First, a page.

The directional lighting was sort of an ordeal, thanks to my stupidity. I snipped off the SMD capacitor (used to turn on/off the LEDs depending on the direction/polarity of the DC power), and the resistor (used to bring the track voltage down to a safe level for the LEDs). Snipping these off reclaimed vertical space for the thickness of the decoder, which was the critical question of whether it would fit. The two sets of traces to each LED were left intact so I could use them instead of wires. I then tested the LEDs to determine polarity and jumpered the common positive anode (blue, per the decoder's pin-out). The front (white) and rear (yellow) LED leads were soldered to the cathode traces. After soldering the motor and power leads, off to test... errrrr...destroy LEDs!

NOTE TO SELF: LokPilot decoders are configured by default for 12-volt incandescent lights, not 3-volt LEDs! I hadn't done this in a while and had forgotten that it was even an issue. So, first test: motor works, forwards and reverse... sweet. Turn lights on: brief blip of forward LED, then nothing. ? Confused. Change direction. Same thing. More confusion. Temporarily shunted with full-size LED. Same thing. Unsoldered decoder, applied DC power to circuitboard. No joy. Shunted with full-sized LED: LED works, confirming that I'd just fried both SMD LEDs! Awwwww, crap. I just love to solder SMD LEDs, especially with my deteriorating eyesight. An hour later, I'd replaced the LEDs with white ones and installed a space-hogging 470 ohm 1/4 watt resistor (no SMD resistors in my collection) inline with the blue common decoder wire. Tested, success! However, the real test would be reassembling the locomotive: Would it fit?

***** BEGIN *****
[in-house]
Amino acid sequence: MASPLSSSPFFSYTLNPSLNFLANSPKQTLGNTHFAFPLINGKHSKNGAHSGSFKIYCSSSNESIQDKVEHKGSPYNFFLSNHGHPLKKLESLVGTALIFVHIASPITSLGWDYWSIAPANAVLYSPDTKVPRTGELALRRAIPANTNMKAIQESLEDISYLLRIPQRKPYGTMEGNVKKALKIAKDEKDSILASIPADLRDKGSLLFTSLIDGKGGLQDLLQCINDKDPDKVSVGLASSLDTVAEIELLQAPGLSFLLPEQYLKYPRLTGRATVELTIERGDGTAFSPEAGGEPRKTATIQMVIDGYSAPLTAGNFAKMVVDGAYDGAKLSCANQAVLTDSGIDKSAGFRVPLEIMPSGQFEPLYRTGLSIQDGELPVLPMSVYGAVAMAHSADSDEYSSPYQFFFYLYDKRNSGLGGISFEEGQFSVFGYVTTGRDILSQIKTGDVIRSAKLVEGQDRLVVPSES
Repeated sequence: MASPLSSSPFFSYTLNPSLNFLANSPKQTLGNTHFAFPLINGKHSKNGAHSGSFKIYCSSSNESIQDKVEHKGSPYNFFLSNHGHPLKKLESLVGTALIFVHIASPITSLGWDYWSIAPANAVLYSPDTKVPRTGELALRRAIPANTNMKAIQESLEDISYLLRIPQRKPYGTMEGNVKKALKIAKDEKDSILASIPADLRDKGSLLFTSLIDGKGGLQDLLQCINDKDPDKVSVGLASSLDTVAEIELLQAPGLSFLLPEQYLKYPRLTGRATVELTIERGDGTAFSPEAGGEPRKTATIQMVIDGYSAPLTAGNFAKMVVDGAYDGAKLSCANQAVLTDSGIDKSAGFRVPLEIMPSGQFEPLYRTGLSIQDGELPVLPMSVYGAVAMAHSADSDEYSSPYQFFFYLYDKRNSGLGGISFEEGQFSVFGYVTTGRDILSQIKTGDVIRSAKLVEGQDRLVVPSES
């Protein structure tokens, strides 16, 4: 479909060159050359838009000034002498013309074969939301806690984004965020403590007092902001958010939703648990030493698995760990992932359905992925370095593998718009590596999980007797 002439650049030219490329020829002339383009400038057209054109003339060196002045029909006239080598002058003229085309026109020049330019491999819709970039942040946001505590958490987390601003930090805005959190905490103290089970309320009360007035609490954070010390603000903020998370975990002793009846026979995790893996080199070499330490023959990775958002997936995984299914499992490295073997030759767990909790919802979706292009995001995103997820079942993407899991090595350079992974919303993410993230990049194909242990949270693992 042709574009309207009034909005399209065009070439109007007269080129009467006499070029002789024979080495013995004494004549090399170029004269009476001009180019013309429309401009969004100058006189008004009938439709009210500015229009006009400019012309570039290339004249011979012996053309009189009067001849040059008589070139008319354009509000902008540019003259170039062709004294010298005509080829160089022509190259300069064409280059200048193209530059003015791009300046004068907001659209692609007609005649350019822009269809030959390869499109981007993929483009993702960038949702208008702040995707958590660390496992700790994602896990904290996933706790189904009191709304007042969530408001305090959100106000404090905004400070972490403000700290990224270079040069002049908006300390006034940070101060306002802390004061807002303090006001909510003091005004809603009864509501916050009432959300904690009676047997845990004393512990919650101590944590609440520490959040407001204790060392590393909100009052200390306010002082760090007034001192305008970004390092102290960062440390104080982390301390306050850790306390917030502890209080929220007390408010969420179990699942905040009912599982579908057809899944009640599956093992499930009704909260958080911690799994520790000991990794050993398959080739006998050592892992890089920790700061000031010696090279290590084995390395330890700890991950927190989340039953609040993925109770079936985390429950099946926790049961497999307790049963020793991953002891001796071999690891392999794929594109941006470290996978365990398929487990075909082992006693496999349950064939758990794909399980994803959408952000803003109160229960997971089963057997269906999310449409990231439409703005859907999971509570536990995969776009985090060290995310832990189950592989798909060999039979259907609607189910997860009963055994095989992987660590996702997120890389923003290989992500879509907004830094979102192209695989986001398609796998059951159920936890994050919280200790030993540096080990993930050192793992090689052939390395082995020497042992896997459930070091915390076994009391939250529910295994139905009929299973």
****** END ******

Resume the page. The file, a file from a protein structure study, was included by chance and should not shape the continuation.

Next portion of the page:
Just barely... the space taken by the 1/4 watt resistor made reinstalling the roof ventilation housing very difficult, just enough to make it want to pop up on one side (that figures... arrrrgh). By sheer willpower, I made it all fit and hopefully the housing will stay on forever and never need to come off again (it was a bitch to get off in the first place).